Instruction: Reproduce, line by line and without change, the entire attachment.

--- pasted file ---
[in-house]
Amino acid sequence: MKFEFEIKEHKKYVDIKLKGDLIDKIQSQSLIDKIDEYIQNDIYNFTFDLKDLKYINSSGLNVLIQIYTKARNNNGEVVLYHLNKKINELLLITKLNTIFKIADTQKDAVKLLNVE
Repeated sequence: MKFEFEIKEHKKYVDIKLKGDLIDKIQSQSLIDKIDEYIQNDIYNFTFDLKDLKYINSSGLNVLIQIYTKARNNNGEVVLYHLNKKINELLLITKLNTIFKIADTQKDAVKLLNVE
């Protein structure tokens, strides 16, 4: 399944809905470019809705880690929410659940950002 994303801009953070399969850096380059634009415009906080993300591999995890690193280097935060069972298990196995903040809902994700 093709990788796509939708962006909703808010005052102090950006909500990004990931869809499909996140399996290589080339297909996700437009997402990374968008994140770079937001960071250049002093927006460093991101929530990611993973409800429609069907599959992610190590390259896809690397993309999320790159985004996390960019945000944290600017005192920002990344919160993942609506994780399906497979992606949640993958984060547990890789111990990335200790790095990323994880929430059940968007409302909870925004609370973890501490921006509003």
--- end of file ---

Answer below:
[in-house]
Amino acid sequence: MKFEFEIKEHKKYVDIKLKGDLIDKIQSQSLIDKIDEYIQNDIYNFTFDLKDLKYINSSGLNVLIQIYTKARNNNGEVVLYHLNKKINELLLITKLNTIFKIADTQKDAVKLLNVE
Repeated sequence: MKFEFEIKEHKKYVDIKLKGDLIDKIQSQSLIDKIDEYIQNDIYNFTFDLKDLKYINSSGLNVLIQIYTKARNNNGEVVLYHLNKKINELLLITKLNTIFKIADTQKDAVKLLNVE
């Protein structure tokens, strides 16, 4: 399944809905470019809705880690929410659940950002 994303801009953070399969850096380059634009415009906080993300591999995890690193280097935060069972298990196995903040809902994700 093709990788796509939708962006909703808010005052102090950006909500990004990931869809499909996140399996290589080339297909996700437009997402990374968008994140770079937001960071250049002093927006460093991101929530990611993973409800429609069907599959992610190590390259896809690397993309999320790159985004996390960019945000944290600017005192920002990344919160993942609506994780399906497979992606949640993958984060547990890789111990990335200790790095990323994880929430059940968007409302909870925004609370973890501490921006509003």